Samuel Johnson stated “Knowledge is of two kinds. We know a subject ourselves, or we know where we can find information upon it” (Richard Van De Lagemaat pg.28). Many philosophers constructed their ideologies by exploring the world around them and for their sense of curiosity. However, as the years passed, many of the theories proven changed due to new information discovered. The reason for these new discoveries to occur was because of “curiosity”. Curiosity opened the doors for inquiry and great ideas or even inventions. Before one can address the prescribed question they must first know what the usages of the words ‘new ways of thinking, facts and data’. These words have several possible meanings and can be interpreted differently based on our perception. As a result it can contribute to how well we understand the claim suggested. However, the claim above will be taken into consideration through the areas of: mathematics, natural sciences and lastly the arts. Personally, both discovering new ways of thinking and learning new data or facts are equally important since both aspects are required when it comes to this claim.
Math is known to become an international language where people can understand and resolve their differences. Math seems to be transnational with its rules and regulations. That’s one of the reasons we don’t really argue about who are right or wrong when it comes to this topic because we all know that there is a method on how to arrive to the correct answer. However, this raises the question to what extent people’s beliefs about the value of mathematics are determined by their ability in the subject. People who aren’t really good or excel in math would have a negative feedback about the value of math compared...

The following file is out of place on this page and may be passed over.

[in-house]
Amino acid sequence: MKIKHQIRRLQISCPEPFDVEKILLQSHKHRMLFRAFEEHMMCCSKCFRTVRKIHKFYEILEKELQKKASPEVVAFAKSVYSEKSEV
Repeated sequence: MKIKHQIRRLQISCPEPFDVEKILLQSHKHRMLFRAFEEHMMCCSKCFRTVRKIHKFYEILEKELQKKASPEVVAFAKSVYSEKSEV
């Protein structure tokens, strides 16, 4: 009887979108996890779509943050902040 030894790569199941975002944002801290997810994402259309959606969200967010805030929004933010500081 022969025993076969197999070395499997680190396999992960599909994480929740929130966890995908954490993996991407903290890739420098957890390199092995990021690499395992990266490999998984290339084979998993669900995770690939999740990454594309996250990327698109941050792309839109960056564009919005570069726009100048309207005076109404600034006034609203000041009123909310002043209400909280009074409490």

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...eing questioned and debated which help scientists and innovators come up with new ways of thinking. New ideas guide scientists into the right direction in order to find more facts to support the new theory. However, in the case of the arts, originality seems to be a key role. For an art work to be considered a masterpiece it usually has to be based on some previously discovered technique or fact. Both discovering new ways of thinking and learning new data or facts are equally important since both aspects intertwine with one another.
Dombrowski, Ellen, Lena Rotenberg, Mimi Bick, and Richard Van De, Lagemaat. Theory of Knowledge: Course Companion. Oxford: Oxford UP, 2007. Print
Eves, Howard (1963). A Surve of Geometry.Allyn and Bacon.
Hofstadter, D. R. Gödel, Escher, Bach: An Eternal Golden Braid. New York: Vintage Books, p. 17, 1989.